Nov Povleakhena was born in Cambodia as the country was embracing the 1991 Paris Peace Accords, following decades of civil war and Cold War manoeuvring that left a trail of misery and destruction. Now a Master of Journalism student at the JMSC, she hopes her training here can help in Cambodia’s rebirth.

‘As part of a post-civil war generation, I think one of my responsibilities as a citizen is to help build this nation again,’ Nov said. ‘I believe that the media can help people to make well-informed decisions, and is an important element in democracies.’

‘This is the reason why I have chosen journalism,’ she added. ‘With my profession, I want to use the media to help Cambodia find true democracy.’

Nov and two other Cambodian colleagues who also interned with Rappler

Nov and two other Cambodian colleagues who also interned with Rappler

Nov graduated from the Royal University of Phnom Penh in 2013 with a bachelor’s degree in media management, and completed an internship at social news network Rappler, in the Philippines, during her third year of studies.

She spent 18 months in the Voice of America Khmer service as a reporter and also helped with VOA Khmer’s digital news coordination, including on its social media channels. It was then that she began to develop a deeper understanding of the way in which Cambodians use social media, and the influence it could have.

‘Social media is a free channel that offers an alternative to mainstream media organisations—which tend to practise self-censorship out of fear of losing their licences,’ said Nov.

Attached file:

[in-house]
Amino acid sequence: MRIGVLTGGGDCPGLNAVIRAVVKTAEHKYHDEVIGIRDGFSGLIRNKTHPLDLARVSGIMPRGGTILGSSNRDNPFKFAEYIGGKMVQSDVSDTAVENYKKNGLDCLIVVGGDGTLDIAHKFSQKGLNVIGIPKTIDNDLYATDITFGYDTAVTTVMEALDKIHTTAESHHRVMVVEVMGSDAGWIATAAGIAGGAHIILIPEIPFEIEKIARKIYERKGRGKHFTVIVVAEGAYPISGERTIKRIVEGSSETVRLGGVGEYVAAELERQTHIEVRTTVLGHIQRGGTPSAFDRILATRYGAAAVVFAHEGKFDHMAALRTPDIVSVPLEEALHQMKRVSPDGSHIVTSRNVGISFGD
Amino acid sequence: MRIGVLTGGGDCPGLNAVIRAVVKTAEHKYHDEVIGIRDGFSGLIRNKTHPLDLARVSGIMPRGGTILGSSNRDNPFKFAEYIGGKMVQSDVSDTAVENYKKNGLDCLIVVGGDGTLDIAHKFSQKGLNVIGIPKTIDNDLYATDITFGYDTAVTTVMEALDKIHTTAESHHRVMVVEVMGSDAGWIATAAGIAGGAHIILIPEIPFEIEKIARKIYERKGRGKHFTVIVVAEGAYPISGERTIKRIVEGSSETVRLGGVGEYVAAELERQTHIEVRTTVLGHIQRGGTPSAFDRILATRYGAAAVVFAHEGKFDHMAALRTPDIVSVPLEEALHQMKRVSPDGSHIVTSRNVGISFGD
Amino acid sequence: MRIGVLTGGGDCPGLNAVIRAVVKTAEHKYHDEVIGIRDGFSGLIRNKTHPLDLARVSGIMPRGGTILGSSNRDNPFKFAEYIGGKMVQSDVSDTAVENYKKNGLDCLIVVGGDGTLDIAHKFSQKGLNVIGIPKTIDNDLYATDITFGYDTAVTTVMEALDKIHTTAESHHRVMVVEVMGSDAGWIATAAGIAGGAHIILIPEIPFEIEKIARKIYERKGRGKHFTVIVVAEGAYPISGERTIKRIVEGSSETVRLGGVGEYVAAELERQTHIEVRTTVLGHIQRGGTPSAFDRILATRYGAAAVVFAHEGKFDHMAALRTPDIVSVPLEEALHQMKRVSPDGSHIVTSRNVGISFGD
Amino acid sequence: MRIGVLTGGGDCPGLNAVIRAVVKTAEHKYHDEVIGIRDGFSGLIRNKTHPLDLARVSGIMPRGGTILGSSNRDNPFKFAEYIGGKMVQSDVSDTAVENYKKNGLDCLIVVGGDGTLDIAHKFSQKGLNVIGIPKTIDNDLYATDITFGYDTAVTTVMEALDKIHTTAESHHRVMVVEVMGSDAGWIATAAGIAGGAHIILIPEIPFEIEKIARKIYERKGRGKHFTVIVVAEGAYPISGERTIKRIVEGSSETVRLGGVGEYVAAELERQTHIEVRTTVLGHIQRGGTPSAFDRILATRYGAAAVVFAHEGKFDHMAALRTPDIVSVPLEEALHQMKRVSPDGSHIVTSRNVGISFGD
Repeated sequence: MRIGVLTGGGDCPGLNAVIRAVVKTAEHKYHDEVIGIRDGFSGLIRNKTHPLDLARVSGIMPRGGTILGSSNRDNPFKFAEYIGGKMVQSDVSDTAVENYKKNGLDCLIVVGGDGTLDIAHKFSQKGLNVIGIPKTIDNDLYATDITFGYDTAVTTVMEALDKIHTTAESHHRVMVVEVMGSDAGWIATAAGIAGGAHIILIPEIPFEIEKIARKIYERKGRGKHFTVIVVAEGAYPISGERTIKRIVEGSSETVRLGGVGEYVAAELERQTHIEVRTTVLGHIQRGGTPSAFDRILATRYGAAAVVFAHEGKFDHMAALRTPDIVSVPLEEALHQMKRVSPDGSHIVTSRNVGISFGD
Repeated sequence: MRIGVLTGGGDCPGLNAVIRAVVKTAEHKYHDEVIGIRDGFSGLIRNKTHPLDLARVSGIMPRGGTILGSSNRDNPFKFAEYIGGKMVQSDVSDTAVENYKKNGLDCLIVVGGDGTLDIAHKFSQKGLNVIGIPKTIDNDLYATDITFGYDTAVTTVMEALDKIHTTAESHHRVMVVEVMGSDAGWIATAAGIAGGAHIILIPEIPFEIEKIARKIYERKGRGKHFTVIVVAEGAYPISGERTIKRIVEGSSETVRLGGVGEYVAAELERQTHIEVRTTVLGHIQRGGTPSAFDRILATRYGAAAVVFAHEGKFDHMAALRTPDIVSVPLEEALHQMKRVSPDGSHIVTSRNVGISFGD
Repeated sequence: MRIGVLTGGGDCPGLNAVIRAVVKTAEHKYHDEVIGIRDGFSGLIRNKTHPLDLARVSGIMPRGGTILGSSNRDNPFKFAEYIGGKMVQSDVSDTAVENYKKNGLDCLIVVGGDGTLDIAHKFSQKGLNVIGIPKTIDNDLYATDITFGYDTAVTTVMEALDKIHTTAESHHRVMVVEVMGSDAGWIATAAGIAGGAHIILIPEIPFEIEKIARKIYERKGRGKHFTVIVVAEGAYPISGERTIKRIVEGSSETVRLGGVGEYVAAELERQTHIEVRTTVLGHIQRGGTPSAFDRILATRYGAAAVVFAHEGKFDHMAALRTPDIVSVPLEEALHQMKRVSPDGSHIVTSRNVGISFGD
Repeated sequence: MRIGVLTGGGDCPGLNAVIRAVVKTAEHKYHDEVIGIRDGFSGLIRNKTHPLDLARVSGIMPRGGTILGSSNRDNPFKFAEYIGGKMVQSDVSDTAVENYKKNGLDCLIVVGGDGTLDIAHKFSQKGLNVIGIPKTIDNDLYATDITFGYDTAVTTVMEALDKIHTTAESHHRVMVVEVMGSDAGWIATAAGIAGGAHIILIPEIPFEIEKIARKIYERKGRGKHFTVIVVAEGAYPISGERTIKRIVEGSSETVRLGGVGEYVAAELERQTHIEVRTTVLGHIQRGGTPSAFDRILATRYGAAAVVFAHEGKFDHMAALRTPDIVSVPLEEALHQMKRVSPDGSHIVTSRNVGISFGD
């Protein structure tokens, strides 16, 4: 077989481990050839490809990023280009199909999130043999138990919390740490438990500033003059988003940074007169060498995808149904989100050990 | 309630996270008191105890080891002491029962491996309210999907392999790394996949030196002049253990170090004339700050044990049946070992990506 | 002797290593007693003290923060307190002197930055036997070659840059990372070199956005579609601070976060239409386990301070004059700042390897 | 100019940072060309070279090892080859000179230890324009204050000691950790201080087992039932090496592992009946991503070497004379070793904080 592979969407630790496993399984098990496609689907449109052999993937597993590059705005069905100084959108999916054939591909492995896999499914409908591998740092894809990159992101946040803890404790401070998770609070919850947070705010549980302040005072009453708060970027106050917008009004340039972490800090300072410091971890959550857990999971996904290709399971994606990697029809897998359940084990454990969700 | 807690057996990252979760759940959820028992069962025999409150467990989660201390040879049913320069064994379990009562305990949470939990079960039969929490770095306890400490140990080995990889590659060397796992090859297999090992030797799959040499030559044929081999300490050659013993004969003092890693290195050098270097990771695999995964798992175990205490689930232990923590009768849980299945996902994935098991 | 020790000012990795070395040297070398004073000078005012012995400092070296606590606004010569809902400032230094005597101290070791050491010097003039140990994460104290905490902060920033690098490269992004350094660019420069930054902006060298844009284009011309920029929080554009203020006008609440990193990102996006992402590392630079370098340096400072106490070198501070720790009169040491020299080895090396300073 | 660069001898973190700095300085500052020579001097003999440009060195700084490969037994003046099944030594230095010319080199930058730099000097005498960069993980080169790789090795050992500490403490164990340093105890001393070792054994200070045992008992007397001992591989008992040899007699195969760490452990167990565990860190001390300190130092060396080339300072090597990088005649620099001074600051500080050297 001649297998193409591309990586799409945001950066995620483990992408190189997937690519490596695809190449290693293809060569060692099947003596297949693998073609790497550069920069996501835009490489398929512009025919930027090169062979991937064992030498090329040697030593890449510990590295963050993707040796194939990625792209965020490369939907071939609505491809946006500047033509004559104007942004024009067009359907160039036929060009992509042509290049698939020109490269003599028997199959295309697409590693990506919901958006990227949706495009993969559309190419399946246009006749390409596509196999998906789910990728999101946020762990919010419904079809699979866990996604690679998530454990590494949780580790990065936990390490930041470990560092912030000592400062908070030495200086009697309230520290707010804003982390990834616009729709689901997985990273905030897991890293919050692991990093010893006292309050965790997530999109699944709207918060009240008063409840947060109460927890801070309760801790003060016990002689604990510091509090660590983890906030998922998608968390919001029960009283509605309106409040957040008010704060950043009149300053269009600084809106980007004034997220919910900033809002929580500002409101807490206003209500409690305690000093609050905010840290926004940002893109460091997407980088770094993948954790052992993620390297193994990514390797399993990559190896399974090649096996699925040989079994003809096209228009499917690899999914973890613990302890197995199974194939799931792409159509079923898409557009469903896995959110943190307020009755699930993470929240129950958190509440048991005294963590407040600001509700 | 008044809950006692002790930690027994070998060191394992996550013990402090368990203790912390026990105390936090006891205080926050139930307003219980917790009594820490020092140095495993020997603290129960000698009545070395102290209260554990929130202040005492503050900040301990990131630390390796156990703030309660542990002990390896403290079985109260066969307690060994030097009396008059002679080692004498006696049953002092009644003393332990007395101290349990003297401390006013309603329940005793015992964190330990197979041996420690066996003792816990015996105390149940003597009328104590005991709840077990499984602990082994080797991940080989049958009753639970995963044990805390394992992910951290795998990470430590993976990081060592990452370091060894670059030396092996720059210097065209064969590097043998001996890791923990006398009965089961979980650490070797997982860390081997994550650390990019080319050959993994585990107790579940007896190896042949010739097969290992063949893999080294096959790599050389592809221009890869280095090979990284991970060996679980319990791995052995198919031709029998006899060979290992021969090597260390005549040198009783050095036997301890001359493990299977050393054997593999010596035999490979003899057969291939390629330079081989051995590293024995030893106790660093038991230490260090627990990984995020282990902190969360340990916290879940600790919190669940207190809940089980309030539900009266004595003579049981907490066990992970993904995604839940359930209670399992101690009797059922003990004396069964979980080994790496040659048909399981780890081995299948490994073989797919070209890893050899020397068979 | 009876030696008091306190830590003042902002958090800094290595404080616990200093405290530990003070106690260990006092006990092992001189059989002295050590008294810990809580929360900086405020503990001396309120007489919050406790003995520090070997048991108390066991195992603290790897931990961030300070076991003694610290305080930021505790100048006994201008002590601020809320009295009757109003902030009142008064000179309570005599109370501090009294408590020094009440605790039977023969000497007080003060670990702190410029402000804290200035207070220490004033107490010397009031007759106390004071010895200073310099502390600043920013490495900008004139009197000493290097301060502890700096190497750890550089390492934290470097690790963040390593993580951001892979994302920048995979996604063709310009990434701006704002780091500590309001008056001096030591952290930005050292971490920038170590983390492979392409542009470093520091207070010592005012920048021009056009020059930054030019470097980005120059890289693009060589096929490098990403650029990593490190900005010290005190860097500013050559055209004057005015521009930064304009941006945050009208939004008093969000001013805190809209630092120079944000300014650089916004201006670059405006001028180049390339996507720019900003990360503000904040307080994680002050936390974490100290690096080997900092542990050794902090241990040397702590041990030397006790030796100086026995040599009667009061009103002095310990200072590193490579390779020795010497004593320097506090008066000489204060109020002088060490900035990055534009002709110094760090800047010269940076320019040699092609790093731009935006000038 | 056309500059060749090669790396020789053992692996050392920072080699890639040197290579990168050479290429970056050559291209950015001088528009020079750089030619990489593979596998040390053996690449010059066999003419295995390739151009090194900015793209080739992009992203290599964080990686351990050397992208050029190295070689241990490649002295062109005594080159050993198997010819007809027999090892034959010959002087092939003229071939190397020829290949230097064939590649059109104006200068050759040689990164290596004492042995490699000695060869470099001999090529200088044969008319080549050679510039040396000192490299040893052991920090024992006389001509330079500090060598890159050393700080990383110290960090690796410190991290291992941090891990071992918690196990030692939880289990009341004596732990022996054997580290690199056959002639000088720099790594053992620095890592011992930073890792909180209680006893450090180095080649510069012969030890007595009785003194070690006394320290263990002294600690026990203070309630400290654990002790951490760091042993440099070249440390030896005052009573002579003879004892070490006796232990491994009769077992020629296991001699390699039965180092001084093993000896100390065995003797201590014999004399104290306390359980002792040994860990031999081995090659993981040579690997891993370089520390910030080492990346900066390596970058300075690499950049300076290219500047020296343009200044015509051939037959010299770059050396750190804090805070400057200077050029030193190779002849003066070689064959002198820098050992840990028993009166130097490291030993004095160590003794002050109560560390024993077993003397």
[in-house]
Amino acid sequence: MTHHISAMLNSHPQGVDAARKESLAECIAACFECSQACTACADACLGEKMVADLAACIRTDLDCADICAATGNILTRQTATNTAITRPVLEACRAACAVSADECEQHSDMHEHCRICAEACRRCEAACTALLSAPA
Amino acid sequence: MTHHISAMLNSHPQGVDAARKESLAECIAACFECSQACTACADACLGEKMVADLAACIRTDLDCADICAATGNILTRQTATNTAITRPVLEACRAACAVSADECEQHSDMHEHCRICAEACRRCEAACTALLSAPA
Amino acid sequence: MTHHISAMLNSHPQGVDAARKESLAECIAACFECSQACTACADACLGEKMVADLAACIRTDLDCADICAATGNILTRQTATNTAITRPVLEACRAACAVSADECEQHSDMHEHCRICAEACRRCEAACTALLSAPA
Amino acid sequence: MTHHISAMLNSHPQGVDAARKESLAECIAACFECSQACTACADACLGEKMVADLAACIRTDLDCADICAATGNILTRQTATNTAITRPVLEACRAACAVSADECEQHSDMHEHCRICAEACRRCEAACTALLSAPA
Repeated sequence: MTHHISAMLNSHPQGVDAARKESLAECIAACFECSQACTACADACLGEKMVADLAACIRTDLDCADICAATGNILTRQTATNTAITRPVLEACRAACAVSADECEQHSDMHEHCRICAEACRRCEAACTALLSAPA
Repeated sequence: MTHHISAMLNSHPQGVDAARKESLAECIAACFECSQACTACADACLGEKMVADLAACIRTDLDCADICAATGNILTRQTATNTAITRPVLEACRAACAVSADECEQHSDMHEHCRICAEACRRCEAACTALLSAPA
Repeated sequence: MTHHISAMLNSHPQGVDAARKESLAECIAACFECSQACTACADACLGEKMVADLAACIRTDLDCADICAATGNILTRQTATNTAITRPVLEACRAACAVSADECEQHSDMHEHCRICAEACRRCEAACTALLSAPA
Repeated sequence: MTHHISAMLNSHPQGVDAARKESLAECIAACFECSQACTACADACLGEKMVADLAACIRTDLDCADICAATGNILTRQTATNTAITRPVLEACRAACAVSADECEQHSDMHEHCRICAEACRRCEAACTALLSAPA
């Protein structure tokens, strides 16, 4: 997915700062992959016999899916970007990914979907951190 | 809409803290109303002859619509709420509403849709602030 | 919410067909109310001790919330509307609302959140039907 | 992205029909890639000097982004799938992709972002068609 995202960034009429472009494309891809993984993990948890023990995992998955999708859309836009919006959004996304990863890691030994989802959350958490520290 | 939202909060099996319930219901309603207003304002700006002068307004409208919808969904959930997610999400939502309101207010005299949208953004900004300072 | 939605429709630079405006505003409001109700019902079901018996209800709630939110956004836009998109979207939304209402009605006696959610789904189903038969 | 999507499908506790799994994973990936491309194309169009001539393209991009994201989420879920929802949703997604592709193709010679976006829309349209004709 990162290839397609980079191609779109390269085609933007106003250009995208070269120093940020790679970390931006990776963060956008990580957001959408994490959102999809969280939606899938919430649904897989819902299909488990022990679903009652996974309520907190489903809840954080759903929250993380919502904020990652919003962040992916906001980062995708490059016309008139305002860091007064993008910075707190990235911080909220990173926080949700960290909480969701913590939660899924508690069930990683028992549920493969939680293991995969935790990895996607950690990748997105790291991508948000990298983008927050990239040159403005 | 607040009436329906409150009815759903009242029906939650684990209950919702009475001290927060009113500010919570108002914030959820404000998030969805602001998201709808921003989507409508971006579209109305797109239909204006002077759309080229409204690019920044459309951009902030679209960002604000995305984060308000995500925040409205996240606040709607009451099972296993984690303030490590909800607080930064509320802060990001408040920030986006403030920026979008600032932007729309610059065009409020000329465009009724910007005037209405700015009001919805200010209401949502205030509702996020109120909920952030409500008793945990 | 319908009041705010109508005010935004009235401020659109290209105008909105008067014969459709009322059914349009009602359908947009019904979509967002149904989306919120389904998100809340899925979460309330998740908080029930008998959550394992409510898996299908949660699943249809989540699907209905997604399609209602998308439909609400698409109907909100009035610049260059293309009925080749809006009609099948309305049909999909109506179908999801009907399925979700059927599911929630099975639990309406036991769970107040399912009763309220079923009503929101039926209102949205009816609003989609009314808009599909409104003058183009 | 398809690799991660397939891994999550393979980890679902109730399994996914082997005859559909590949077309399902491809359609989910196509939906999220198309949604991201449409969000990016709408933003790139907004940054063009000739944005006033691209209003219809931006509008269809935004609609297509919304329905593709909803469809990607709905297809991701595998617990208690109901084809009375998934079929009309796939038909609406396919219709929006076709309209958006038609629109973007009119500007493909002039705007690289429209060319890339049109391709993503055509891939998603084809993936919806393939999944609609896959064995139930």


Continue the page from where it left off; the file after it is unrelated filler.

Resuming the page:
‘It’s very frustrating. Many people in Cambodia lack news literacy and share fake stories without verification. I want to teach them how to verify the news and be more critical in the news they consume.’

Nov covered the issue of climate change with the VOA Khmer team

Nov covered the issues of deforestation and climate change with the VOA Khmer team

Nov said that the digital journalism course she is taking at the JMSC is also helping her to explore the possibilities of technology and learn how to be a better storyteller. ‘You have the basic journalism skills, but technology helps you tell stories in a better, more interactive way,’ she said.

Hong Kong itself is proving to be a solid learning environment for Nov as well, who chose the city as a place to study with the goal of gaining more life experience. ‘The pace of life in Hong Kong is much faster than in Cambodia, but there are a lot of opportunities, in everything, not just the media,’ she said.

Nov said that with many international companies having their main offices or regional headquarters in Hong Kong, there is always potential to meet and network with people from around the world. She also likes the big events and expos that the city hosts, and sees Hong Kong’s political system as a model that Cambodia could look to:

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Nov chose to study in Hong Kong in order to gain more life experience

‘I want to learn from Hong Kong’s “One country, two systems” model, which is known for its rule of law. With the same Asian context and Western approach, Hong Kong is a perfect match for me to relate to in terms of practising the principles of good journalism.’

The application period to join the Master of Journalism programme for the 2017‒18 academic year is now open. To learn more, click here.

Follow Nov on Twitter here.

6 December 2016

Journalism can help Cambodia find true democracy, says Master of Journalism student

Nov Povleakhena was born in Cambodia as the country was embracing the 1991 Paris Peace Accords, following decades of civil war and Cold War manoeuvring that left a trail of misery and destruction. Now a […]
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